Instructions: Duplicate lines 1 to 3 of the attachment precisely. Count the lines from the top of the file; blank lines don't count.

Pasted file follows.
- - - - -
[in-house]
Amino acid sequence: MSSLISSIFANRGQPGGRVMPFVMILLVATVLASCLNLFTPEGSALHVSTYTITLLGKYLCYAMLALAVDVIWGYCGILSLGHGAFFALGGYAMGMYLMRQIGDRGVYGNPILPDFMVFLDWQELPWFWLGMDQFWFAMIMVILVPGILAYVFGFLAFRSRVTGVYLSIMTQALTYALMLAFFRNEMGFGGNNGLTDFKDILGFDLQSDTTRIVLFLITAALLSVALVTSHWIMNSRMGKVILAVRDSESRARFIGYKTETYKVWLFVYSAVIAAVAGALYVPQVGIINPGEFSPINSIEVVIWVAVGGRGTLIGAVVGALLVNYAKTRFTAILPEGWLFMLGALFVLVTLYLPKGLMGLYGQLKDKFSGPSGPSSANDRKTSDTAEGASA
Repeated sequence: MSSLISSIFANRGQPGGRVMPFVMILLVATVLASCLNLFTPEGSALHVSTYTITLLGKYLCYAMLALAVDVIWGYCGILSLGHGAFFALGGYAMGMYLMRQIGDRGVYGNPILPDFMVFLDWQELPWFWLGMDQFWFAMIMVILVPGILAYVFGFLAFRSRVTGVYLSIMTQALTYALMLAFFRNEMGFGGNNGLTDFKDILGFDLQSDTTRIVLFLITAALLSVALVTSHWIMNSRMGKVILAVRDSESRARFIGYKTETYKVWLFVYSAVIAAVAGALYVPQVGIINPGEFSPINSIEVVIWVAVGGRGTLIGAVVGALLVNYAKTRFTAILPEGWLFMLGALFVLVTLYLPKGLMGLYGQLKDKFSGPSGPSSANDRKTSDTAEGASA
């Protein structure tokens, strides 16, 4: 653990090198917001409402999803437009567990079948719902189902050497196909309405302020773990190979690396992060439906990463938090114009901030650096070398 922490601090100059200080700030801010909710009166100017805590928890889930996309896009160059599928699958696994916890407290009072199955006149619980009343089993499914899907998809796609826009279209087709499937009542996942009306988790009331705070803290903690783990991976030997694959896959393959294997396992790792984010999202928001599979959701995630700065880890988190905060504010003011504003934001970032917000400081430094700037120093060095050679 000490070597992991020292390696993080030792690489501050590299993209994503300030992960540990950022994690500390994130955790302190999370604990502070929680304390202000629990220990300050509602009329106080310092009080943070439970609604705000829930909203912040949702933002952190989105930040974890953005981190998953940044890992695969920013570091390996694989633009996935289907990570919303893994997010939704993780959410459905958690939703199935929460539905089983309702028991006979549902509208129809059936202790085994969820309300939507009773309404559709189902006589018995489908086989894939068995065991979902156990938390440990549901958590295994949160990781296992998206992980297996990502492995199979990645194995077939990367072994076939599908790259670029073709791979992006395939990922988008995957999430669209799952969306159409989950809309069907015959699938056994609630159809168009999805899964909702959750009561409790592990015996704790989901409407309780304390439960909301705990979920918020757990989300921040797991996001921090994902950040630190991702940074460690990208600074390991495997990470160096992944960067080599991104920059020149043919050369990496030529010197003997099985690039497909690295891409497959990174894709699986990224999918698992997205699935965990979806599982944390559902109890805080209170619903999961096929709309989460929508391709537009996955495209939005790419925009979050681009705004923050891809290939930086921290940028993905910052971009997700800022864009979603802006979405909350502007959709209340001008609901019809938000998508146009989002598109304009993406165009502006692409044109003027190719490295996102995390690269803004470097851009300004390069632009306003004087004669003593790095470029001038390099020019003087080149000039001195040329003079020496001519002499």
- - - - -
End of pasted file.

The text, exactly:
[in-house]
Amino acid sequence: MSSLISSIFANRGQPGGRVMPFVMILLVATVLASCLNLFTPEGSALHVSTYTITLLGKYLCYAMLALAVDVIWGYCGILSLGHGAFFALGGYAMGMYLMRQIGDRGVYGNPILPDFMVFLDWQELPWFWLGMDQFWFAMIMVILVPGILAYVFGFLAFRSRVTGVYLSIMTQALTYALMLAFFRNEMGFGGNNGLTDFKDILGFDLQSDTTRIVLFLITAALLSVALVTSHWIMNSRMGKVILAVRDSESRARFIGYKTETYKVWLFVYSAVIAAVAGALYVPQVGIINPGEFSPINSIEVVIWVAVGGRGTLIGAVVGALLVNYAKTRFTAILPEGWLFMLGALFVLVTLYLPKGLMGLYGQLKDKFSGPSGPSSANDRKTSDTAEGASA
Repeated sequence: MSSLISSIFANRGQPGGRVMPFVMILLVATVLASCLNLFTPEGSALHVSTYTITLLGKYLCYAMLALAVDVIWGYCGILSLGHGAFFALGGYAMGMYLMRQIGDRGVYGNPILPDFMVFLDWQELPWFWLGMDQFWFAMIMVILVPGILAYVFGFLAFRSRVTGVYLSIMTQALTYALMLAFFRNEMGFGGNNGLTDFKDILGFDLQSDTTRIVLFLITAALLSVALVTSHWIMNSRMGKVILAVRDSESRARFIGYKTETYKVWLFVYSAVIAAVAGALYVPQVGIINPGEFSPINSIEVVIWVAVGGRGTLIGAVVGALLVNYAKTRFTAILPEGWLFMLGALFVLVTLYLPKGLMGLYGQLKDKFSGPSGPSSANDRKTSDTAEGASA